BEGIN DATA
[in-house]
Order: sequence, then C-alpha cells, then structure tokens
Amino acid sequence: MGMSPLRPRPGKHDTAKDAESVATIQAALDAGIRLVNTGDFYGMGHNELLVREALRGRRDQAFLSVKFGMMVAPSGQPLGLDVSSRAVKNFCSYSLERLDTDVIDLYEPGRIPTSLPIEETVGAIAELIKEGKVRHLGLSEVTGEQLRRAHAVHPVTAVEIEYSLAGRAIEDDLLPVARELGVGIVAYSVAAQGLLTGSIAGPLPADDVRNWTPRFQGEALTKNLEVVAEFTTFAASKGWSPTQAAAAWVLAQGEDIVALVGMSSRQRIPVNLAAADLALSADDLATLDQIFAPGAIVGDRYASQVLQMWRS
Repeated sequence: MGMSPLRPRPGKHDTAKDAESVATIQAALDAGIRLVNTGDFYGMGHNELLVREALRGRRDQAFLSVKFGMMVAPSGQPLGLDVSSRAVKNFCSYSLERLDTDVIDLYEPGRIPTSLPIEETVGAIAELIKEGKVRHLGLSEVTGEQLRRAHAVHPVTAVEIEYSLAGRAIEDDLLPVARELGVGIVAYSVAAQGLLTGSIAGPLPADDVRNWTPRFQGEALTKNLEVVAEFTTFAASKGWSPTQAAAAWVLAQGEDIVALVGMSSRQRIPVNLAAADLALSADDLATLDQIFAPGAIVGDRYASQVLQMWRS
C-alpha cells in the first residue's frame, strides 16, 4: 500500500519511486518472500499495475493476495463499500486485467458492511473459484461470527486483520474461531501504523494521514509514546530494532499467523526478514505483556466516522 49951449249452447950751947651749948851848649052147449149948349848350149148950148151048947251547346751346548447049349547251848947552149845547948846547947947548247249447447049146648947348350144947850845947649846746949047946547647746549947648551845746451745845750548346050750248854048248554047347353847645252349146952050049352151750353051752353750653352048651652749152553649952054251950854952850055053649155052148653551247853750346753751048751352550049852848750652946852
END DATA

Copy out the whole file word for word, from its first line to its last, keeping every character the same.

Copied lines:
[in-house]
Order: sequence, then C-alpha cells, then structure tokens
Amino acid sequence: MGMSPLRPRPGKHDTAKDAESVATIQAALDAGIRLVNTGDFYGMGHNELLVREALRGRRDQAFLSVKFGMMVAPSGQPLGLDVSSRAVKNFCSYSLERLDTDVIDLYEPGRIPTSLPIEETVGAIAELIKEGKVRHLGLSEVTGEQLRRAHAVHPVTAVEIEYSLAGRAIEDDLLPVARELGVGIVAYSVAAQGLLTGSIAGPLPADDVRNWTPRFQGEALTKNLEVVAEFTTFAASKGWSPTQAAAAWVLAQGEDIVALVGMSSRQRIPVNLAAADLALSADDLATLDQIFAPGAIVGDRYASQVLQMWRS
Repeated sequence: MGMSPLRPRPGKHDTAKDAESVATIQAALDAGIRLVNTGDFYGMGHNELLVREALRGRRDQAFLSVKFGMMVAPSGQPLGLDVSSRAVKNFCSYSLERLDTDVIDLYEPGRIPTSLPIEETVGAIAELIKEGKVRHLGLSEVTGEQLRRAHAVHPVTAVEIEYSLAGRAIEDDLLPVARELGVGIVAYSVAAQGLLTGSIAGPLPADDVRNWTPRFQGEALTKNLEVVAEFTTFAASKGWSPTQAAAAWVLAQGEDIVALVGMSSRQRIPVNLAAADLALSADDLATLDQIFAPGAIVGDRYASQVLQMWRS
C-alpha cells in the first residue's frame, strides 16, 4: 500500500519511486518472500499495475493476495463499500486485467458492511473459484461470527486483520474461531501504523494521514509514546530494532499467523526478514505483556466516522 49951449249452447950751947651749948851848649052147449149948349848350149148950148151048947251547346751346548447049349547251848947552149845547948846547947947548247249447447049146648947348350144947850845947649846746949047946547647746549947648551845746451745845750548346050750248854048248554047347353847645252349146952050049352151750353051752353750653352048651652749152553649952054251950854952850055053649155052148653551247853750346753751048751352550049852848750652946852